Your fish will need oxygen in the winter, so purchase a heater and de-icer for your pond so that there will always be open water. Some gardeners use home remedies such as hot kettles or boiling water to keep an area of open water in the ice; however, an electric de-icer can save a gardener time and avoid cold, wet feet from tramping through the snow.

All experts agree that you should not break the ice on your fish pond by striking it with a mallet or other instrument. The noises from this will shock and possibly kill your fish.

Preparing Your Pond For Spring

Hurray for Spring, when gardens come to life! Spring is a time to buy new things for the garden --something all gardeners love to do. Pond owners have double the fun, as they get to choose to add fish, new water features, annual floating plants, and new perennials.

How about a waterfall that leads to an ornamental fountain? Pond Supplies For Less has an elegant heron fountain that comes as a convenient kit with its own pump. A fountain or waterfall serves more than one purpose: it aerates and oxygenates the water, helps curb algae and bad bacteria, and provides beauty for you! Warm water contains less oxygen than cold water, so do consider purchasing some kind of pumped water feature for warm weather.

Preparing Your Pond For Summer

First of all, enjoy your pond during this warm season. With any luck, dragonflies, butterflies, and songbirds will come to visit.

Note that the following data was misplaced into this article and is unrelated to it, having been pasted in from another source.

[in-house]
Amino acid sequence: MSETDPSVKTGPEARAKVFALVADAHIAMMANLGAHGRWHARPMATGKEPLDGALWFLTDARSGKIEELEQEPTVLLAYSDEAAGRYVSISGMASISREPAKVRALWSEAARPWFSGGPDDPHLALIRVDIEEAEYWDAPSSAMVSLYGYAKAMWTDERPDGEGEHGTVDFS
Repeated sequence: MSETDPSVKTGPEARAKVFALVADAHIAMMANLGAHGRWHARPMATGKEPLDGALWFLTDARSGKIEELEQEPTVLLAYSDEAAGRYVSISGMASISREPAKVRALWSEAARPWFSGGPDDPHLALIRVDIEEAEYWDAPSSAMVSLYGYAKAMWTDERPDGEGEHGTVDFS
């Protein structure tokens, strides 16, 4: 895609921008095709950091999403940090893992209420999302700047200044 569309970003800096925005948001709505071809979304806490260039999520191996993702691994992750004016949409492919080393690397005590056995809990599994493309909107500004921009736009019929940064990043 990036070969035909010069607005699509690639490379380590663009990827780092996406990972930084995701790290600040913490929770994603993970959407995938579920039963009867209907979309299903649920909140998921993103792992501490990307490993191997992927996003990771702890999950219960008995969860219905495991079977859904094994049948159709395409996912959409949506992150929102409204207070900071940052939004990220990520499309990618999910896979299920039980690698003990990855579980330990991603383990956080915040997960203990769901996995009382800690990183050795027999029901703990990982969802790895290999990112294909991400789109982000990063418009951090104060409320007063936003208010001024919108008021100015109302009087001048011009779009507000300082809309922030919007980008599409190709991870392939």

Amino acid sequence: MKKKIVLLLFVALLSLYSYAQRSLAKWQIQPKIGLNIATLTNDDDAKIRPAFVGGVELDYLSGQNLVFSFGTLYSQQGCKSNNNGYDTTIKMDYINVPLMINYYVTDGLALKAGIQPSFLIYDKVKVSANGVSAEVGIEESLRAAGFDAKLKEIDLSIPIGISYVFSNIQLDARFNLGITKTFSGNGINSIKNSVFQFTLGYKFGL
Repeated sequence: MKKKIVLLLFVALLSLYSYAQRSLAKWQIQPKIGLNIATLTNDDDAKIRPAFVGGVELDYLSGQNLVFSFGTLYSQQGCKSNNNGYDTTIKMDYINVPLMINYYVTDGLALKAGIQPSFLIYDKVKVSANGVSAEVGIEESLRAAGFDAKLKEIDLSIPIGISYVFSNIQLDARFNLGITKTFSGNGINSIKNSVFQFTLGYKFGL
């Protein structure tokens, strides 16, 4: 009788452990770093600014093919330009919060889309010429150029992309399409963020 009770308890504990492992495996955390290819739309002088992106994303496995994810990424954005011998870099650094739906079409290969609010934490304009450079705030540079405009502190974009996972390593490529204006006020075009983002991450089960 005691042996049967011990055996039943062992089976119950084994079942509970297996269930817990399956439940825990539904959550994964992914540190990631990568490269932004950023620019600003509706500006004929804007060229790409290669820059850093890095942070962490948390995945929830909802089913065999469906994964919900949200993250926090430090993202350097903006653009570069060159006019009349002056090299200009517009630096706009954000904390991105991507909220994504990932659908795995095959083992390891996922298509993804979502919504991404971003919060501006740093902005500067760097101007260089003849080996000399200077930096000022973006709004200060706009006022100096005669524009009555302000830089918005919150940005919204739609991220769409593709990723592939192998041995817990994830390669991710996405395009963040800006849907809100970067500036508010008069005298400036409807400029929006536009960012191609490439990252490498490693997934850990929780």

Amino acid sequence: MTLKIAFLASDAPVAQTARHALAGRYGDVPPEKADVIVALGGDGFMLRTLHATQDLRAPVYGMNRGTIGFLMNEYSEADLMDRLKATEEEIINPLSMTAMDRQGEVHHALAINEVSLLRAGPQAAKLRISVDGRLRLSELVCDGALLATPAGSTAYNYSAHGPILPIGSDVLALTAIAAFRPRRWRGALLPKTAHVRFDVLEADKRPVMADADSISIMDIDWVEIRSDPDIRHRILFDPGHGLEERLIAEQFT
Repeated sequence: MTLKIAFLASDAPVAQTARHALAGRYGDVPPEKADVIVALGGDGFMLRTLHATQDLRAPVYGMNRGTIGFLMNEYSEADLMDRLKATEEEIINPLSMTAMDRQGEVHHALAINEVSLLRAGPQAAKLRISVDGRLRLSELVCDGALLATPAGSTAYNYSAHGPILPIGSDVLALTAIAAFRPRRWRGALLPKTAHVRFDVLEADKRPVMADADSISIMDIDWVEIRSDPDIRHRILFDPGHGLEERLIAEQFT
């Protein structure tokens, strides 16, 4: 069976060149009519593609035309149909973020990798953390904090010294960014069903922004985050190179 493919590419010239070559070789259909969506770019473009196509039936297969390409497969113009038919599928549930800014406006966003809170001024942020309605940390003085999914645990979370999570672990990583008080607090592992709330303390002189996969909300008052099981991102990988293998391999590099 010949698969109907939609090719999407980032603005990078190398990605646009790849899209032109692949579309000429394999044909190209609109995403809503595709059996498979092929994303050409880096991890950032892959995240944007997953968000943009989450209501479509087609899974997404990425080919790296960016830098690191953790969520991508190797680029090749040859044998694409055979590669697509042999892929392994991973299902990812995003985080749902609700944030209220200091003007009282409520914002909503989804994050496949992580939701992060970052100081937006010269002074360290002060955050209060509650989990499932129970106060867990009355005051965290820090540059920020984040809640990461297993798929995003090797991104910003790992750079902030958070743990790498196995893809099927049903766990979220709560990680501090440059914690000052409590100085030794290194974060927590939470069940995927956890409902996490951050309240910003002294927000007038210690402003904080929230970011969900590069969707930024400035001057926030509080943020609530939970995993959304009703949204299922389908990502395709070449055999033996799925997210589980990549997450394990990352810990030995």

If you have fish, they need shade in the summer, so include plants in your fish pond. A combination of floating plants and border plants looks beautiful and provides all kinds of nooks and crannies to shelter your fish.

A key to a healthy warm-weather pond environment is achieving balance with fish, plants, and beneficial bacteria. To jumpstart your healthy pond in the summer, add beneficial bacteria. Your plants are likely to grow rapidly in the warm weather. You want plants to flourish, as they help provide oxygen and beneficial bacteria. However, you don’t want them to overcrowd each other or your fish. Keep plants trimmed so that they don’t block each other’s growth. As the flowers die, remove them to keep the water clean; remove yellowed or dead foliage. Check your pump filters and clean as needed.

Your fish will grow as well. Keep them happy with an appropriate fish food. You can even purchase foods that will enhance their coloration! Don’t overfeed them, though: food waste makes water cloudy. Read food package directions carefully.

There’s something to do every season, to maintain your pond, plants, fish, pumps, and filters. In addition, however, there is special beauty to each season – relax and enjoy the fresh, clean water in your garden.